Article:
And, per Dave Leonhardt, it’s unclear just how much jump-start help this will offer. But, a bigger plan might cost more than it’s worth.

Palin learns from Daschle-Geithner?

In another sign, IMO, that she is looking to a 2012 presidential run, Alaska Gov. Sarah Palin will pay back taxes on per diem money she’s received.

George Will, putz

Hey, George, if you don’t want to throw such a hissy fit over errors in your columns, then –

Don’t write such massive whoppers into your columns in the first place

GM stupidity alone is death-deserving

GM, I guess, just can’t help being GM, management idiocy and all, as it cannibalizes itself in a last-gasp attempt to get gussied up for either a structured bankruptcy, more sucking at the government teat, or a free-fall funeral in style.

For example –

Phasing out Saturn, GM’s red-headed stepchild? That shows, in a capsule, or under a microscope, the history of GM’s short-sightedness with the once free-standing car line. The GM brand name that probably STILL has the most customer loyalty of any GM nameplate, or at least, of any GM nameplate below Cadillac, and one individual car, the Corvette.

That all said, the Wall Street Journal notes some Saturn dealers are trying to keep their brand alive by selling Indian or Chinese cars under that nameplate.

Carmakers in both those countries are surely salivating at the idea.

And, if you’ll look at the WSJ graphic, it’s perplexing as to why GM would ax Saturn; it’s sales, like all carmakers not named Hyundai, are off, but they’re better than any other GM division except Chevy. And, outside the aforementioned Corvette, and trucks, which tend to have higher brand loyalty, is there any Chevy product which jumps out at you, or the general public?

This looks like the EV-1 all over.

Instead, kill GMC Trucks. Yes, trucks are a big moneymaker, still, but irrationalism of a nameplate aside, it is a tweaked-out Chevy, for doorknob’s sake! Kill Pontiac rather than just cutting it back. Tweak Buick more. Throw Pontiac's edgier vehicles to Saturn.

But, noooo ...

So, maybe we need to kill GM off. The government pension plan insurance hit would probably be less than the bailout hit. As first creditor, take GM physical plant and resell it. Use the bankruptcy for further pension plan reform.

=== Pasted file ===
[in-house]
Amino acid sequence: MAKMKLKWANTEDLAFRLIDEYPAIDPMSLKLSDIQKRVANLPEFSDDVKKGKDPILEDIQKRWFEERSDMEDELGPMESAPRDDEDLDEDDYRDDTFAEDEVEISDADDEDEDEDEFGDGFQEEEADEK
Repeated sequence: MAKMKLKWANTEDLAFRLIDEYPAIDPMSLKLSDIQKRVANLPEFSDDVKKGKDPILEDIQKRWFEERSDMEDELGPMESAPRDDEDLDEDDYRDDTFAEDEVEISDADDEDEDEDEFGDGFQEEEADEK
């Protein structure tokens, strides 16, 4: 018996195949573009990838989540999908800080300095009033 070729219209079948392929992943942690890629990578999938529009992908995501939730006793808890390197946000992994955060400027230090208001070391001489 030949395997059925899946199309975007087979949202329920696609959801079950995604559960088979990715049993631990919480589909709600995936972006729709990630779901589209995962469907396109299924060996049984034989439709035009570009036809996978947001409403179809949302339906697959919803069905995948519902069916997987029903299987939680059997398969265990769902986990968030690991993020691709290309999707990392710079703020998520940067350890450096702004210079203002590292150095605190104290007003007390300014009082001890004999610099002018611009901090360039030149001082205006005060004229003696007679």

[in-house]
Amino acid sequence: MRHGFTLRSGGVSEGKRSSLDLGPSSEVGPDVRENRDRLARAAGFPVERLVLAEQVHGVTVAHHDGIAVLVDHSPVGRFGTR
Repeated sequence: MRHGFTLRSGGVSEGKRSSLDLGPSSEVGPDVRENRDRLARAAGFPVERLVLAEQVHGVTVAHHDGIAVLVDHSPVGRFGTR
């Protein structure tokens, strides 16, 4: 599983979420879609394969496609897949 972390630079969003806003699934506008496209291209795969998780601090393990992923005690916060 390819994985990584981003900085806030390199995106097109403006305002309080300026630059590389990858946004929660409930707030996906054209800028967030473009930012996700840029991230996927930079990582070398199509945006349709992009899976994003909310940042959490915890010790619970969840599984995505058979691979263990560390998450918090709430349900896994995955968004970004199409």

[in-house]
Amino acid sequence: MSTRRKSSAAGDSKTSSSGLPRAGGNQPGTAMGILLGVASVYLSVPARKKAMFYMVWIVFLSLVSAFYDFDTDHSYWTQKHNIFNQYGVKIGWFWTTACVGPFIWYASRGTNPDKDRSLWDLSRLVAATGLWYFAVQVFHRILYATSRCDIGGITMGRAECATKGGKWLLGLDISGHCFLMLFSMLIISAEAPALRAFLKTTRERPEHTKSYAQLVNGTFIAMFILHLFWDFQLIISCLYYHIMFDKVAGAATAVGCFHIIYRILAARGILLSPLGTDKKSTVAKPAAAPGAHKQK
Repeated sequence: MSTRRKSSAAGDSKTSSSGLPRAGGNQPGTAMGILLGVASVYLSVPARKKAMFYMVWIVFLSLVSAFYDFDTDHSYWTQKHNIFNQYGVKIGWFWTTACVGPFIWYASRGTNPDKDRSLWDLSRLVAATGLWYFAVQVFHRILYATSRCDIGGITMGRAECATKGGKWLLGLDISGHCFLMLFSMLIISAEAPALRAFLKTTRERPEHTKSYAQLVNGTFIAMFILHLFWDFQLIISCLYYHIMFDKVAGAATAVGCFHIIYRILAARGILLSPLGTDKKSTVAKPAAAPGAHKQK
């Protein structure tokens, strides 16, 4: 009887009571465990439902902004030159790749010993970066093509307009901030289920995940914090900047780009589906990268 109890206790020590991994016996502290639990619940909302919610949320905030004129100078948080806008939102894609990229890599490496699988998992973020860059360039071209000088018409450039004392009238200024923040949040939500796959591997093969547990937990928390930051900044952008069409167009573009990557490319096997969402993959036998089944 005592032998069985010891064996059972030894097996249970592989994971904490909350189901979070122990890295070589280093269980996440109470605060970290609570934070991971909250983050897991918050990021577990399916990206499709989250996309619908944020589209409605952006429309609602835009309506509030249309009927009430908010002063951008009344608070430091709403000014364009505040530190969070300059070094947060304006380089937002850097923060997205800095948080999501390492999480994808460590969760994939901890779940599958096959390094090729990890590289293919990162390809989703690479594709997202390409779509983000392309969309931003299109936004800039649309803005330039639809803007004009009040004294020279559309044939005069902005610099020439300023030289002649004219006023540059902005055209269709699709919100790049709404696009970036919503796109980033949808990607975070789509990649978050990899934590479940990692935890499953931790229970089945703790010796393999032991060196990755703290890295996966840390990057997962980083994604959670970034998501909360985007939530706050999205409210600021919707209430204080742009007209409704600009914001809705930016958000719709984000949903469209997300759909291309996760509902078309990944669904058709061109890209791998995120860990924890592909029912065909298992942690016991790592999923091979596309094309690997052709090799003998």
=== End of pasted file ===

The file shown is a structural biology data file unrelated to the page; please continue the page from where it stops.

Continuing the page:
California GOP gets nuttier

As state budget negotiations continue at an impasse, the state Senate GOP has given the boot to minority leader Dave Cogdill, seen as a moderate within the state GOP and Senate on the budget issue.

Iran drone plane can reach Israel – dirty bomb next?

Well, just after Israeli elections and the Gaza flare-up before that, this news should go over the Middle East like a match and gasoline.

It’s just a surveillance drone, but Iran is seeking to weaponize it.

Weaponize it with what?

This should make foreign governments even more leery about what nuclear enrichment Iran is doing at Natanz.

To me, a drone aircraft in the hands of a rogue state like Iran would be the perfect vehicle for a dirty bomb. There’s no way a drone can carry an actual nuclear weapon, but a conventional explosive spiked with radioactive material? Whole nother story.

King Kaufman – cut A-Roid a bit of slack!

After hearing New York Yankee third baseman Alex Rodriguez's “young and foolish” explanation of steroid using spun out in public yesterday, Salon’s King Kaufman thinks it’s far enough ahead of Jason Giambi’s legally-caveated nonsense of two years ago to be progress.

That said, the King cuts A-Roid no slack on the transparency of his lying.

And, I'm with the King there.